The Last Mississippi Spa

Almost twenty years after Allison’s Wells burned in 1963, O.C. McDavid, former managing editor of the Jackson Daily News and a noted sculpture artist, was approached by Hosford Fontaine to assist in a book with recipes. In turn, McDavid enlisted Marilyn Bonney, who owned Press & Palette in Canton Mart, to print the 68-page book. According to Marilyn, “I printed it using paper plates which were a one-time use. I don’t remember the exact number printed, but it was probably1,000. The plan was not to sell it, but O.C. and Hosford gave it to people they knew, and I did the same.” In a similar spirit, with hopes of perpetuating Hosford’s wonderful work, here’s Allison’s Wells: The Last Mississippi Spa by Hosford Latimer Fontaine.

The Last Mississippi Spa

A Savory Dutch Baby

More often served as a sweet breakfast dish, a Dutch baby/German pancake can easily provide a savory platform for any number of toppings any time of the day. This version is seasoned with salt and pepper mixed with a scattering of onion, topped with more onion, peppered ham and served with a grated hard cheese. Whip two large eggs and a half cup each flour and whole milk into a froth. Pour into a heated, well-buttered skillet and cook in a very hot oven until puffed and browned. Serve with grated hard cheese and sour cream.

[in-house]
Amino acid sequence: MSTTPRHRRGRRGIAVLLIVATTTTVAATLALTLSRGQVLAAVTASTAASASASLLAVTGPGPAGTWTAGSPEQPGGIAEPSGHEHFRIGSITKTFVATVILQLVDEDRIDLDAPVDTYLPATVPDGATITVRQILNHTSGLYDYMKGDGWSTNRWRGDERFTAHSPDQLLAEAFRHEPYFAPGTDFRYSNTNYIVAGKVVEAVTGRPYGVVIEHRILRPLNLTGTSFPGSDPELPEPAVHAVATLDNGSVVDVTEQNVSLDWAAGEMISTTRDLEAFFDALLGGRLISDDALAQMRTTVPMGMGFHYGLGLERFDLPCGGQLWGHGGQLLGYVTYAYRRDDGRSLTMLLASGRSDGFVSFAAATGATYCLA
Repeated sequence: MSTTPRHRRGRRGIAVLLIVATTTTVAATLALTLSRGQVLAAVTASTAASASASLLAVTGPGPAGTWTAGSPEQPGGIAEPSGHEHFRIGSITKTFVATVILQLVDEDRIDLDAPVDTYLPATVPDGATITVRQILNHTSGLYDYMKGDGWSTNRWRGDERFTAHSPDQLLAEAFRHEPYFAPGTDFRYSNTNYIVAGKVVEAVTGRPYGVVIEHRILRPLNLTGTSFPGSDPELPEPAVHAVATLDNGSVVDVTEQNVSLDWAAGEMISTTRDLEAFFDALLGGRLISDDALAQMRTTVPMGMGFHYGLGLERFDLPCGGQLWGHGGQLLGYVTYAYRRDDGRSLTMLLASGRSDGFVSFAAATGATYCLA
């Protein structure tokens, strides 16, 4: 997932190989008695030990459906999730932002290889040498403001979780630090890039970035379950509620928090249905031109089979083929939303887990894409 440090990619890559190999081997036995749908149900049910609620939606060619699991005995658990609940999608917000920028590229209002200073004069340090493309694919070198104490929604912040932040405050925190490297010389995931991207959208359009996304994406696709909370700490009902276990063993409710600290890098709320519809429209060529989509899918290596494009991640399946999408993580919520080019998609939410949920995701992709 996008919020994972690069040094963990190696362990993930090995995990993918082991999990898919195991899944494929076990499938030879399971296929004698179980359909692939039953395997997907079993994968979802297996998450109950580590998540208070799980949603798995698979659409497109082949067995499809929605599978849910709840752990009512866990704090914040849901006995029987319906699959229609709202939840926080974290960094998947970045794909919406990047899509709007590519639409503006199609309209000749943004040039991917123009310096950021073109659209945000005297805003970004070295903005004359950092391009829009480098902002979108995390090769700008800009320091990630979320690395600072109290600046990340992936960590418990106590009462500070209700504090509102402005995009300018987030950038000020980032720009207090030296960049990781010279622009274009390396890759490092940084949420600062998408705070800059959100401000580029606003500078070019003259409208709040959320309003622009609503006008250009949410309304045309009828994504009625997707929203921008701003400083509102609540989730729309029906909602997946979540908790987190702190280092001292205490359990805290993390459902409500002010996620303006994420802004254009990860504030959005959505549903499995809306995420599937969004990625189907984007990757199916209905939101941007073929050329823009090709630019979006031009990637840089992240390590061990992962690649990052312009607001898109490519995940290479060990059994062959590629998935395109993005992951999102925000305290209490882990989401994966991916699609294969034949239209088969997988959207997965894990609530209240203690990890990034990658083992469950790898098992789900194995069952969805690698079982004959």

Spanakopita

This wonderful recipe works well for many occasions. Yes, it is labor-intensive, but that’s all the more reason to make for a large gathering, when you can commandeer others to help.

For the filling use about a pound of frozen, thawed spinach, squeezed to remove liquid. You can use fresh if you like, in which case use two pounds washed, trimmed, blanched and drained. Sauté in olive oil with one large finely chopped white onion, a cup of chopped scallions and a half-cup chopped parsley. Season with dill, nutmeg and lemon juice. Add a cup of crumbled feta and a half cup of a hard grated cheese such as Parmesan. Salt to taste. Mix thoroughly with four well-beaten eggs, and set aside.

This is enough filling for about 8 sheets phyllo. Place sheets between slightly damp paper towels before use. Lay phyllo across a large oiled baking pan, brush with oil, fold in half, oil and fold again. Have you ever folded a flag? The procedure here is the same. Fold a corner over about 1/4 cup of filling, flip, brush with oil, and repeat.  Refrigerate pastries before cooking or freeze for another day. Bake in a medium oven (350) until nicely browned.

Poppy Seed Pound Cake

If I speak of chicken and dumplings as a Southern dish, soon enough some foodways pundit—you can’t throw a rock without hitting one, and if you ask me, the bigger the rock the better—will declare it’s served as dim sum by expatriated Alabamans living in Hong Kong. Even on a national scale (not that nationalism exists, of course) it’s no longer safe for me to assume that pound cake is a New England recipe. A friend from Texas—east Texas, mind you—now living in Maine said that their neighbors considered pound cake Southern because it’s so simple and practical. Well, dear hearts, those are the very reasons Americans have baked this cake well before Burr shot Hamilton, so quit sequesterizing recipes that have been on the tables of our country even before it became a country. Read Beard. This recipe is a felony with fruit, a mortal sin with ice cream.